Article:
According to Dr. Dirk Sellmer, Vice President Research & Development at Mapal Dr. Kress, design freedoms also represent the biggest advantage of AM. Mapal uses this advantage „to design substantially lighter tools, for example through internal cavities. The cooling channels can be ideally designed.“ However, this takes place primarily in combination with conventional manufacturing. Products featuring functionalities that were not conceivable in the past can therefore also be manufactured. A highly temperature-resistant high torque chuck without a soldering joint is already being produced in series.

Deposition and metal cutting

Traditional machine tools and generative manufacturing methods have long since been merging. The pioneer was DMG Mori with its subsidiary DMG Sauer Lasertec. It combines laser deposit welding with a 5-axis milling machine. Many other machine manufacturers are now pursuing similar paths. Mazak as an example: two machine families combine a laser welding process for material composition with 5-axis machining. A wire arc head is used to apply many different materials, e.g. stainless steel, nickel alloys and copper. According to the manufacturer, this permits, for example, complete machining of highly complex parts using both cutting and additive machining operations within the same machining process.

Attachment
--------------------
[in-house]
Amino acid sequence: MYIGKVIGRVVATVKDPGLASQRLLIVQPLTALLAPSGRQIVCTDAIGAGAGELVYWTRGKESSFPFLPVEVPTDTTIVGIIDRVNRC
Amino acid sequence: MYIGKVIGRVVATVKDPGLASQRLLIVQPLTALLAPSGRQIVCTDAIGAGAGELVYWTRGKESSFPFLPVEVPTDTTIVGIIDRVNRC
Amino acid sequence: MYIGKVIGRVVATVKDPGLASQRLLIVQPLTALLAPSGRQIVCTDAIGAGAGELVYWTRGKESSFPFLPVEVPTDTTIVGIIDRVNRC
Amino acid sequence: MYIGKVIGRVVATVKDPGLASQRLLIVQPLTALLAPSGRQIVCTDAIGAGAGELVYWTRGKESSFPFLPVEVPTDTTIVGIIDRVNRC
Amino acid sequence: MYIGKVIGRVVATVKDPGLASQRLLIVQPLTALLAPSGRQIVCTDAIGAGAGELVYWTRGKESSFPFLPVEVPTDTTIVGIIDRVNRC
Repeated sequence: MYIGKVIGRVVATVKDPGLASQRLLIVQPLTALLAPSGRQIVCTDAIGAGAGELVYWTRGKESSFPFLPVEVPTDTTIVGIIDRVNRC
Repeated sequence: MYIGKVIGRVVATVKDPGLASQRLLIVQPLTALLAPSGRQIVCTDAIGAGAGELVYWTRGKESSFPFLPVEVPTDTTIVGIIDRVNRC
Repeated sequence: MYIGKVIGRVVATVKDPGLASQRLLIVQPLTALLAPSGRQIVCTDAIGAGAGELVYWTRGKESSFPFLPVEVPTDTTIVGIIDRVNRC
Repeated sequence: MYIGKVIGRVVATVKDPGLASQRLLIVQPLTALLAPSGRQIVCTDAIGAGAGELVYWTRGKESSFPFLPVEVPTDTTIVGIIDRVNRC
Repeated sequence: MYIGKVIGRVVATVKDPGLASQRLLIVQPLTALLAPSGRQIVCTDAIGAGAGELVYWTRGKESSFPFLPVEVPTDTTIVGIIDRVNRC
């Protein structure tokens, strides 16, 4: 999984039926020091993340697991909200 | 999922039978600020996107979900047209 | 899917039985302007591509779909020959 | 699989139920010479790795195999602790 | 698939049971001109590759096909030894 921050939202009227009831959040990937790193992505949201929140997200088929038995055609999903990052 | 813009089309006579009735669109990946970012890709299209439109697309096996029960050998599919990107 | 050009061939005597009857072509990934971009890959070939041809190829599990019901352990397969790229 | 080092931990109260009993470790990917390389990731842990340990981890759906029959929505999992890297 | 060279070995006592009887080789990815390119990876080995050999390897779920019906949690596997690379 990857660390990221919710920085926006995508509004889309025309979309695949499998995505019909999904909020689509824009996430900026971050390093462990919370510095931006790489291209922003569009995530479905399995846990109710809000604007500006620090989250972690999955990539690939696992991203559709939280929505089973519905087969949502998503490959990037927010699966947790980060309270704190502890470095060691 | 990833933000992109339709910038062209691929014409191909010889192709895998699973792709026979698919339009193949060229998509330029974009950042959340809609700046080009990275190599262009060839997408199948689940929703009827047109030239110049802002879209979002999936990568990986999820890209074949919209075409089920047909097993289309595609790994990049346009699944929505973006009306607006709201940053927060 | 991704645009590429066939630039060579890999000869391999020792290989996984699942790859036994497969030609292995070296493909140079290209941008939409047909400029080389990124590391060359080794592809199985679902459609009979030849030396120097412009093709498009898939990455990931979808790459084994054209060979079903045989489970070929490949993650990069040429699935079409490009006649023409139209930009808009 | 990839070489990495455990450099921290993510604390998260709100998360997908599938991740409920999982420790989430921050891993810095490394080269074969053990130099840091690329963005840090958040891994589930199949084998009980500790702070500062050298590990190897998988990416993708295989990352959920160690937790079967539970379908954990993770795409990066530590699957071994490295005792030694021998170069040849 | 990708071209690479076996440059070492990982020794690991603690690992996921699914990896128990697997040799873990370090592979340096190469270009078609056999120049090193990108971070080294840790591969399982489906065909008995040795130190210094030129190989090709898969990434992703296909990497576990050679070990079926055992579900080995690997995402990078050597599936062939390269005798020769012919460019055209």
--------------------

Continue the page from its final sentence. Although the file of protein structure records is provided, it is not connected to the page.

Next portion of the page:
Starrag has a slightly different viewpoint. Dr. Marcus Otto does not believe that the machines from his company offer a practical combination of additive processes and metal cutting: „We are focusing on the parallelisation of the necessary process steps. The key towards increased efficiency therefore lies in intelligent interfaces which are currently being developed.“

Robots only for handling and automation …